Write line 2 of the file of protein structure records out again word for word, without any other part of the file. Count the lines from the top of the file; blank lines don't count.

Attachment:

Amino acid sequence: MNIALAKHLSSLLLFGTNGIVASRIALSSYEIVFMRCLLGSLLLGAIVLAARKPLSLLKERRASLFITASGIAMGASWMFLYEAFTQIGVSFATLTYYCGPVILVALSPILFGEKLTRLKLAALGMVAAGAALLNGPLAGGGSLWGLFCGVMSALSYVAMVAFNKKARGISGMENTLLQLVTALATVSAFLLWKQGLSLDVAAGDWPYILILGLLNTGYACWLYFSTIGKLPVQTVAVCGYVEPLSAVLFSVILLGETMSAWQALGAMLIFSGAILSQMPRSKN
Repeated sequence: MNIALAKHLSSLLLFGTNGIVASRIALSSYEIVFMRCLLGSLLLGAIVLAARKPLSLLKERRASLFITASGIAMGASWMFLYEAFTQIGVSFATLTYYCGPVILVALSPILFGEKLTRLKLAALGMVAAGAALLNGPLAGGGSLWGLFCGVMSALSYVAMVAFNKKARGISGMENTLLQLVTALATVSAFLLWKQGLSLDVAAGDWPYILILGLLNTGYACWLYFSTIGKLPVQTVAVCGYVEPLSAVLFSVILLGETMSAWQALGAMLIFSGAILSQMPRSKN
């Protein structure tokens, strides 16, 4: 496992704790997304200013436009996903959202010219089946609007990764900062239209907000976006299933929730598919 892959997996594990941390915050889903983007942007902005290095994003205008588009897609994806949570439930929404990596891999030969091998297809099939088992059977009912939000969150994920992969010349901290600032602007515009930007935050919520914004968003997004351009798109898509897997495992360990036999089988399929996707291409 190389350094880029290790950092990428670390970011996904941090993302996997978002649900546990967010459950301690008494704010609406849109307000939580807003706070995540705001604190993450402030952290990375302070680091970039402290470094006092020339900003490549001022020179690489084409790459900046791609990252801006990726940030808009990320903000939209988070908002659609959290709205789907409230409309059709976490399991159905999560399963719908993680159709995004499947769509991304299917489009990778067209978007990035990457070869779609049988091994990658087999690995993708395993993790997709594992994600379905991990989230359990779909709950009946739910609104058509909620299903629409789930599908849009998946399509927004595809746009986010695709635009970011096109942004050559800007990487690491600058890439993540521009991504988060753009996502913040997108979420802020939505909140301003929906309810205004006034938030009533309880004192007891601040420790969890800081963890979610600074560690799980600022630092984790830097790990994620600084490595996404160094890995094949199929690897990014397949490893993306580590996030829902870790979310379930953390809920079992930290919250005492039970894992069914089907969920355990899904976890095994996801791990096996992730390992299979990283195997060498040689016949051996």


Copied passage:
Repeated sequence: MNIALAKHLSSLLLFGTNGIVASRIALSSYEIVFMRCLLGSLLLGAIVLAARKPLSLLKERRASLFITASGIAMGASWMFLYEAFTQIGVSFATLTYYCGPVILVALSPILFGEKLTRLKLAALGMVAAGAALLNGPLAGGGSLWGLFCGVMSALSYVAMVAFNKKARGISGMENTLLQLVTALATVSAFLLWKQGLSLDVAAGDWPYILILGLLNTGYACWLYFSTIGKLPVQTVAVCGYVEPLSAVLFSVILLGETMSAWQALGAMLIFSGAILSQMPRSKN